Leptogenicity of the Food Environment and Food Choice Behaviour in Leisure Centres

ASHWORTH, Pippa (2017). Leptogenicity of the Food Environment and Food Choice Behaviour in Leisure Centres. Doctoral, Sheffield Hallam University.

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Link to published version:: https://doi.org/10.7190/shu-thesis-00099

Abstract

Leisure centres offer a platform for physical activity. Previous research however suggests that leisure centre food environments may not be congruent with the leptogenic (lean promoting) physical activity offer. Despite this, there is a paucity of research evaluating the food environment and food consumer behaviour in UK leisure centres. A situational analysis was carried out in leisure centres using the Analysis Grid for Environments Linked to Obesity (ANGELO), and the food offer was categorised using the Nutrient Profiling Model (NPM). Semi-structured interviews were used to explore leisure centre café users' (n 7), managers' (n 2) and catering managers' (n 2) perceptions of the leisure centre food environment and the perceived influences on behaviour. As a result of the findings, a 2-week long experiment was carried out to determine the impact of Calorie information on consumer intention to make healthy food choices and on purchase behaviour. Questionnaires, based on an adapted version of the Theory of Planned Behaviour (ATPB), were distributed to café users. Structural equation modelling (SEM) was used to examine the strength of the hypothesised pathways of the model. The impact of the experiment on the ATPB and energy (kcal) purchased were evaluated using independent samples t-tests. Additionally, consumers were profiled based on their responses to the ATPB using a hierarchical cluster analysis. All stakeholders were supportive of increasing the healthiness of the food environment in leisure centres, however catering managers and managers had concerns over potential financial implications. During the experiment, Calorie information significantly increased consumer confidence and control, however there was no statistical increase in intention to make healthy choices or in the leptogenicity of purchase behaviour. SEM offered a novel approach to demonstrate the strength of the hypothesised pathways and confirmed that the strongest pathway to intention is via attitudes. Three consumer segments were identified; nutritionally motivated, nutritionally ambivalent and nutritionally disinterested. Future research should focus on increasing the availability and visibility of healthy choices, targeting influential people and challenging habit and preference.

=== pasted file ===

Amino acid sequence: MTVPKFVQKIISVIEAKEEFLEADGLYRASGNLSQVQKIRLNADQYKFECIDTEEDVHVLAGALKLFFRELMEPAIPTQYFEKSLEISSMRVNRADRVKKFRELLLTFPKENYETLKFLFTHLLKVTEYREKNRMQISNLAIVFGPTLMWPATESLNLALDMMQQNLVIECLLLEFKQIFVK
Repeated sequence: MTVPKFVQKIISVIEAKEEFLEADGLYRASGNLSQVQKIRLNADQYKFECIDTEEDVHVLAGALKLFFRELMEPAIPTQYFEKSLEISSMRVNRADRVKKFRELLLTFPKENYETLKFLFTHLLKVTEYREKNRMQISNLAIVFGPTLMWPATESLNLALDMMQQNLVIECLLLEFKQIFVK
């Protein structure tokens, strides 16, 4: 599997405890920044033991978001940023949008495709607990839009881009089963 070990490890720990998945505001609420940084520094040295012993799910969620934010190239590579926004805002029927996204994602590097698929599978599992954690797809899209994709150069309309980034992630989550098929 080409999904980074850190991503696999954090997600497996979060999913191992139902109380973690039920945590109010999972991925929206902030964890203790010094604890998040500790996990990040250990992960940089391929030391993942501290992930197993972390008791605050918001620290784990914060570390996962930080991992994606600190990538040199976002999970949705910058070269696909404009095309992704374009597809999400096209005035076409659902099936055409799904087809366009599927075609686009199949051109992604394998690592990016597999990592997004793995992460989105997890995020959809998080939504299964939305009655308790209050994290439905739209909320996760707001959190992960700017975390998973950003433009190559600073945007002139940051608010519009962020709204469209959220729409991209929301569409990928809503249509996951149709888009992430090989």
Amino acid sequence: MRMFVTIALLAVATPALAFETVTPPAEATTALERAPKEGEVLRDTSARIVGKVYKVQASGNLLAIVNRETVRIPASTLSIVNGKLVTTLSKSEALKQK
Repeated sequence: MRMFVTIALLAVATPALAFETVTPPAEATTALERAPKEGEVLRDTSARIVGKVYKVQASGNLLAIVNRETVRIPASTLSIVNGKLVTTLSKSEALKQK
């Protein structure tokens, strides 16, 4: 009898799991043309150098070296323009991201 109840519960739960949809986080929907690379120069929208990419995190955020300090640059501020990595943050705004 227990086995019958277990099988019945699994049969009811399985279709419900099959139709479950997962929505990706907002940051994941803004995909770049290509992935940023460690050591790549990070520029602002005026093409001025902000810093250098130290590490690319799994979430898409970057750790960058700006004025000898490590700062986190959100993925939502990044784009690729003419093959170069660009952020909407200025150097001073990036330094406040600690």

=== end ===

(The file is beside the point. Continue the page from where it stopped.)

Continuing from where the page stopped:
Item Type: Thesis (Doctoral)
Additional Information: Director of studies: Dr Cecile Morris
Research Institute, Centre or Group: Sheffield Hallam Doctoral Theses
Identification Number: https://doi.org/10.7190/shu-thesis-00099
Depositing User: Louise Beirne
Date Deposited: 06 Sep 2018 13:15
Last Modified: 16 Nov 2018 13:24
URI: http://shura.shu.ac.uk/id/eprint/22434

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